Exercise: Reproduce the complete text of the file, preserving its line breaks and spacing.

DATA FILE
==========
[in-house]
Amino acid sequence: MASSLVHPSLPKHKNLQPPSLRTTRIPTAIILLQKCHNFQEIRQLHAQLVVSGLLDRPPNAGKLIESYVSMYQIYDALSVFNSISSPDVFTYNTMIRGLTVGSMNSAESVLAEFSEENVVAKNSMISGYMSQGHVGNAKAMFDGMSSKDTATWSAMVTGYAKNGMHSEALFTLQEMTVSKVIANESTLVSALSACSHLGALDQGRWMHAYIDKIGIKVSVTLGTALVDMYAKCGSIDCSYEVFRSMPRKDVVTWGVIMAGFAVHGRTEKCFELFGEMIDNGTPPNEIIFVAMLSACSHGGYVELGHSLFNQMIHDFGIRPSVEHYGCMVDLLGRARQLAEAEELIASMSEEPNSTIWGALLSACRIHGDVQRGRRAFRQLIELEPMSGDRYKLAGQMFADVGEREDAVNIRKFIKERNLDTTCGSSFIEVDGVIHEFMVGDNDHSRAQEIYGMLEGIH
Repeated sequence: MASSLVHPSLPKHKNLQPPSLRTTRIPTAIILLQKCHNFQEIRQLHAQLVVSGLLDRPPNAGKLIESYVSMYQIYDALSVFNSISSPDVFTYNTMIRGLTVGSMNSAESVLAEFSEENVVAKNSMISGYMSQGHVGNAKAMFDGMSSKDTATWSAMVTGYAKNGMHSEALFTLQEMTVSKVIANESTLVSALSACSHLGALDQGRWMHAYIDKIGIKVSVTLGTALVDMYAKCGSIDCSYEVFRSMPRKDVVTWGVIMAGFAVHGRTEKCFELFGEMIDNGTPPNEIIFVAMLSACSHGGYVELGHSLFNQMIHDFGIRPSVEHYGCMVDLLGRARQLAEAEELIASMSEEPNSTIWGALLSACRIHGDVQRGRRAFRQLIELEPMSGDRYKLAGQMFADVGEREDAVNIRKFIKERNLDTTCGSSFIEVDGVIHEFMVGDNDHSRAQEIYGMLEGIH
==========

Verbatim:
[in-house]
Amino acid sequence: MASSLVHPSLPKHKNLQPPSLRTTRIPTAIILLQKCHNFQEIRQLHAQLVVSGLLDRPPNAGKLIESYVSMYQIYDALSVFNSISSPDVFTYNTMIRGLTVGSMNSAESVLAEFSEENVVAKNSMISGYMSQGHVGNAKAMFDGMSSKDTATWSAMVTGYAKNGMHSEALFTLQEMTVSKVIANESTLVSALSACSHLGALDQGRWMHAYIDKIGIKVSVTLGTALVDMYAKCGSIDCSYEVFRSMPRKDVVTWGVIMAGFAVHGRTEKCFELFGEMIDNGTPPNEIIFVAMLSACSHGGYVELGHSLFNQMIHDFGIRPSVEHYGCMVDLLGRARQLAEAEELIASMSEEPNSTIWGALLSACRIHGDVQRGRRAFRQLIELEPMSGDRYKLAGQMFADVGEREDAVNIRKFIKERNLDTTCGSSFIEVDGVIHEFMVGDNDHSRAQEIYGMLEGIH
Repeated sequence: MASSLVHPSLPKHKNLQPPSLRTTRIPTAIILLQKCHNFQEIRQLHAQLVVSGLLDRPPNAGKLIESYVSMYQIYDALSVFNSISSPDVFTYNTMIRGLTVGSMNSAESVLAEFSEENVVAKNSMISGYMSQGHVGNAKAMFDGMSSKDTATWSAMVTGYAKNGMHSEALFTLQEMTVSKVIANESTLVSALSACSHLGALDQGRWMHAYIDKIGIKVSVTLGTALVDMYAKCGSIDCSYEVFRSMPRKDVVTWGVIMAGFAVHGRTEKCFELFGEMIDNGTPPNEIIFVAMLSACSHGGYVELGHSLFNQMIHDFGIRPSVEHYGCMVDLLGRARQLAEAEELIASMSEEPNSTIWGALLSACRIHGDVQRGRRAFRQLIELEPMSGDRYKLAGQMFADVGEREDAVNIRKFIKERNLDTTCGSSFIEVDGVIHEFMVGDNDHSRAQEIYGMLEGIH